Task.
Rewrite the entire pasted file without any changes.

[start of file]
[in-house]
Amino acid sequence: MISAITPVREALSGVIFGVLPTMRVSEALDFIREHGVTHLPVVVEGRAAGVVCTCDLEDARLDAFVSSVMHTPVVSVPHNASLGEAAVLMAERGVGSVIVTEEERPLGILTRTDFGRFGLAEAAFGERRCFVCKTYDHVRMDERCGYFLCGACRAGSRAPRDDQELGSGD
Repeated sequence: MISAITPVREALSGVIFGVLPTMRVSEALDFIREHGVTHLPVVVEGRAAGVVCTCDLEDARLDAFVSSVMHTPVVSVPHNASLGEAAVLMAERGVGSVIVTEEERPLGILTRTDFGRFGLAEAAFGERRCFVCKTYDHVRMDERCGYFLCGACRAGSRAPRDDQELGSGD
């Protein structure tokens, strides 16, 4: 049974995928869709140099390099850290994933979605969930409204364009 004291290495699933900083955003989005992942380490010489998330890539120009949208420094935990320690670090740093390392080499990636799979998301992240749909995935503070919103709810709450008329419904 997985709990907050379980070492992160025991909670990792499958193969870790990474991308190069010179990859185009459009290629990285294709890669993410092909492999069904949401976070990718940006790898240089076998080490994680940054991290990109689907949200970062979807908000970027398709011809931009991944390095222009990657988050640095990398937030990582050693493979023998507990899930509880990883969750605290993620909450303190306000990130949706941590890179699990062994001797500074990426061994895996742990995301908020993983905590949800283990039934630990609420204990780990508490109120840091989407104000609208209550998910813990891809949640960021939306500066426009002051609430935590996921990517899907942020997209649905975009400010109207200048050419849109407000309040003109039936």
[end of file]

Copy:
[in-house]
Amino acid sequence: MISAITPVREALSGVIFGVLPTMRVSEALDFIREHGVTHLPVVVEGRAAGVVCTCDLEDARLDAFVSSVMHTPVVSVPHNASLGEAAVLMAERGVGSVIVTEEERPLGILTRTDFGRFGLAEAAFGERRCFVCKTYDHVRMDERCGYFLCGACRAGSRAPRDDQELGSGD
Repeated sequence: MISAITPVREALSGVIFGVLPTMRVSEALDFIREHGVTHLPVVVEGRAAGVVCTCDLEDARLDAFVSSVMHTPVVSVPHNASLGEAAVLMAERGVGSVIVTEEERPLGILTRTDFGRFGLAEAAFGERRCFVCKTYDHVRMDERCGYFLCGACRAGSRAPRDDQELGSGD
């Protein structure tokens, strides 16, 4: 049974995928869709140099390099850290994933979605969930409204364009 004291290495699933900083955003989005992942380490010489998330890539120009949208420094935990320690670090740093390392080499990636799979998301992240749909995935503070919103709810709450008329419904 997985709990907050379980070492992160025991909670990792499958193969870790990474991308190069010179990859185009459009290629990285294709890669993410092909492999069904949401976070990718940006790898240089076998080490994680940054991290990109689907949200970062979807908000970027398709011809931009991944390095222009990657988050640095990398937030990582050693493979023998507990899930509880990883969750605290993620909450303190306000990130949706941590890179699990062994001797500074990426061994895996742990995301908020993983905590949800283990039934630990609420204990780990508490109120840091989407104000609208209550998910813990891809949640960021939306500066426009002051609430935590996921990517899907942020997209649905975009400010109207200048050419849109407000309040003109039936």